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U.S. Department of State - Great Seal

U.S. Department of State

Diplomacy in Action

Patrick Ventrell
Acting Deputy Spokesperson
Daily Press Briefing
Washington, DC
April 24, 2013

Index for Today's Briefing
    • Free the Press Campaign / Memetjan Abdulla
    • Concerns about Violent Confrontation in Xinjiang
    • U.S. Urges Release of Liu Xia and Liu Xiaobo
    • Clarification of Secretary Kerry's Remarks on Radicalization of Tamerlan Tsarnaev
  • IRAQ
    • U.S. Condemns Violence in Hawija / Welcomes Fair, Transparent Investigation
    • Claims of Cyber Attacks from Syria not Confirmed
    • Allegations of Chemical Weapon Use
    • U.S.-Venezuela Relationship
  • CUBA
    • UN Human Rights Council
    • Ladakh Boundary Dispute / U.S. Supports Peaceful Bilateral Settlement
    • UNESCO Agreement on Cultural Heritage Sites
    • Keystone XL Public Hearing / Comments / Interagency Comment on Draft SEIS
    • Unprecedented Cooperation with Congress on Benghazi to Date
    • Kidnapped Archbishops
  • R.O.K.
    • Peaceful Nuclear Cooperation Extension


The video is available with closed captioning on YouTube.

1:04 p.m. EDT

MR. VENTRELL: Okay. Good afternoon. Full house today on a Wednesday.

I have one thing for you at the top before turning it over to all of you. I’d once again like to start off with today’s Free the Press case. Memetjan Abdulla worked as an editor of the state-run China National Radio’s Uighur Service. He was detained in July 2009 for allegedly instigating ethnic rioting in the Xinjiang Uighur autonomous region via posts on the Uighur-language website Salkin. On April 1st, he was sentenced to life imprisonment. The exact charges against Abdullah were not disclosed, but Radio Free Asia reported on the sentence and cited a witness at the trial that stated that Abdullah was targeted for talking to international journalists in Beijing about the riots as well as translating articles on the website. We call on the Government of China to release Memetjan Abdulla and all other journalists imprisoned for their work.


QUESTION: Since you brought it up --


QUESTION: -- there were some deaths in that province.


QUESTION: Do you have any reaction to it? And do you agree with the Chinese position that this was terrorism, or do you think this – these were merely protestors who were then unfairly targeted?

MR. VENTRELL: Well, Brad, we are deeply concerned by the reports of violent confrontation in Xinjiang that left 21 people dead. We will continue to monitor the situation carefully. We regret the unfortunate acts of violence that led to these casualties, and we’ll continue to encourage Chinese officials to take steps to reduce tensions and promote long-term stability in Xinjiang. And we urge the Chinese authorities to conduct a thorough and transparent investigation of this incident, and to provide all Chinese citizens, including Uighurs, the due process protections to which they are entitled not only under China’s constitutional laws but under their international human rights commitments as well.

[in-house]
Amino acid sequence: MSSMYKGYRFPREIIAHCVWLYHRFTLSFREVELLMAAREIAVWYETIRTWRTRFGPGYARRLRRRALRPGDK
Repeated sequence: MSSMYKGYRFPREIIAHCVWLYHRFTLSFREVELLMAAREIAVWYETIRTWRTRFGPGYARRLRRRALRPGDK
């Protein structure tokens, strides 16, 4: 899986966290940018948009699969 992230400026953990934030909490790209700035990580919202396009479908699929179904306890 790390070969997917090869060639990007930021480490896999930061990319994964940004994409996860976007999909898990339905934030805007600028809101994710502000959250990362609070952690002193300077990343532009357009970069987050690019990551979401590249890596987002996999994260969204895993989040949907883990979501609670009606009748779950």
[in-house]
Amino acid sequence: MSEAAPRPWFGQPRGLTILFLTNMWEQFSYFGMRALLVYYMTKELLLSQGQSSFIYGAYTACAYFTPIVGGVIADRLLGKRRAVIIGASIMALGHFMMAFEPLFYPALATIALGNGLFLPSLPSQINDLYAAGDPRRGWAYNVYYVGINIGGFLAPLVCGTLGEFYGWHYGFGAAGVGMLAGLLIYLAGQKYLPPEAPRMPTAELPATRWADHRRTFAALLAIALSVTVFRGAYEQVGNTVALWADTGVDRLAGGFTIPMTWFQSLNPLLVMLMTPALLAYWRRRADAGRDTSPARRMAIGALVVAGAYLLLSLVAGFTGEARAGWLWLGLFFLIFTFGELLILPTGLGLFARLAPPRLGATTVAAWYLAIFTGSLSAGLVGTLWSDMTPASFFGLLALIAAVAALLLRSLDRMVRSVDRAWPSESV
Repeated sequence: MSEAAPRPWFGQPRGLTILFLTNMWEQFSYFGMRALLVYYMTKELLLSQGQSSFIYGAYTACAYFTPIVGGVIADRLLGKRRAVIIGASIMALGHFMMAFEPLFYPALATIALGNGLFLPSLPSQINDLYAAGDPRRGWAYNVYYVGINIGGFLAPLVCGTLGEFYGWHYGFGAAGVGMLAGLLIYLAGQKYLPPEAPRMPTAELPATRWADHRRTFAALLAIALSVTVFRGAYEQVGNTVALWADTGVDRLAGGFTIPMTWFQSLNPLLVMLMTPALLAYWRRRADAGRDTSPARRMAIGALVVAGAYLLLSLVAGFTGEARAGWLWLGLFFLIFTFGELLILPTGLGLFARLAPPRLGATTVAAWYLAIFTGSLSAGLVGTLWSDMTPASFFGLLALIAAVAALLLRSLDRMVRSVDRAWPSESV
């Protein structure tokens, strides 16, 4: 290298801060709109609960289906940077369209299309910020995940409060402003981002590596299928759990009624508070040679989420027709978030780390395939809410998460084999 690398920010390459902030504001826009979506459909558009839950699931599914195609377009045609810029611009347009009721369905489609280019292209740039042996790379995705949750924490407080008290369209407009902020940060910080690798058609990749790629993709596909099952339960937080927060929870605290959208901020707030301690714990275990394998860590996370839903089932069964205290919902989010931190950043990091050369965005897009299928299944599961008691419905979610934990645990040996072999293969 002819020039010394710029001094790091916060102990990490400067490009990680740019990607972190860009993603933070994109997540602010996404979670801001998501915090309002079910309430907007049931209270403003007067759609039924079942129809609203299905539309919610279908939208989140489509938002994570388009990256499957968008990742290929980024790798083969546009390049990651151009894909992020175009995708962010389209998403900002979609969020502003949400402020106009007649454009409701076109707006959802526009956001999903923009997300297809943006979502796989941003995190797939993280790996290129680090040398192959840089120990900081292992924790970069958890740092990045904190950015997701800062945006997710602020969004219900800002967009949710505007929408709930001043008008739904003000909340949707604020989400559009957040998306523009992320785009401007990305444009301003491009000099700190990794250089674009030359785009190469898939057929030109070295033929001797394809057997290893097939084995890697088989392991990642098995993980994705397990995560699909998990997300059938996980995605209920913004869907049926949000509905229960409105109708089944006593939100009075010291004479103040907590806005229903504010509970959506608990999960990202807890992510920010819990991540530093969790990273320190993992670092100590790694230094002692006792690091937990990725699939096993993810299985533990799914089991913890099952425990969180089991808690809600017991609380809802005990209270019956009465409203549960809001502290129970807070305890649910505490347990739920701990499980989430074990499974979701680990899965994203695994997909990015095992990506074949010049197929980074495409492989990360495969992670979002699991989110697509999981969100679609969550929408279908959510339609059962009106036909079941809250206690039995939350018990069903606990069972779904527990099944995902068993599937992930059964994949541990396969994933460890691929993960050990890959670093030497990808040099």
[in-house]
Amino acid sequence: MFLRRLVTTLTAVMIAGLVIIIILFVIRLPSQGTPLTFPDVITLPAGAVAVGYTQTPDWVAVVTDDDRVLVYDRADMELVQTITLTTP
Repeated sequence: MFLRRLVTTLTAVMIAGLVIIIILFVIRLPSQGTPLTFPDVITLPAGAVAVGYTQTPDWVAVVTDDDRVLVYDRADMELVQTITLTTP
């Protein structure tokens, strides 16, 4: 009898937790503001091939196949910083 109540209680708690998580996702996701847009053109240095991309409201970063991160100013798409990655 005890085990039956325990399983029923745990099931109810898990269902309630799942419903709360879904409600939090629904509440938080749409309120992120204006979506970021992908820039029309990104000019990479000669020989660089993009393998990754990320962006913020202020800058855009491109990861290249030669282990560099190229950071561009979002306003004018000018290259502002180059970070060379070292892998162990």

QUESTION: Just on whether this was terrorism, as you – as the Chinese claim, or were these just protestors who were – I mean, where does the fault for this lie?

MR. VENTRELL: Well, we’re seeking more information. We’re certainly concerned by and following closely this violence, but what we’re calling for is a thorough and credible investigation so that more facts become available, so that the rest of the international community can hear more about what happened.

QUESTION: Can U.S. diplomats enter that area?

MR. VENTRELL: They can. Indeed, actually our Ambassador was in the western province of Xinjiang, is there right now leading a trade delegation of energy, rail, and transportation companies. So I’m not sure that he was near the actual violence, but that is a province or an area that we’re at times able to visit and that the Ambassador has in the past and is right now.

QUESTION: His – the Ambassador’s effort is just related to trade, or is he bringing up the situation with Uighurs, the human rights situation?

MR. VENTRELL: My understanding is that he’s there with a trade delegation – U.S. energy, rail, and transportation executives. So – but Ambassador Locke regularly raises these cases, as well as we do from Washington, directly with the Chinese Government.

QUESTION: More broadly, the situation of Uighurs in China, Xinjiang specifically, I think it was addressing the human rights report --


QUESTION: -- a few days back, but do you see a deterioration or some sort of – what’s your assessment of the situation with the Uighurs in China right now and their treatment?

MR. VENTRELL: Well, Shaun, we’re deeply concerned by ongoing reports of discrimination against and restrictions on Uighurs and other Muslims in China. So we urge the Chinese Government to cease policies that seek to restrict the practice of religious beliefs across China. But we’ve been particularly concerned about the Uighurs and have stated so publicly in the past.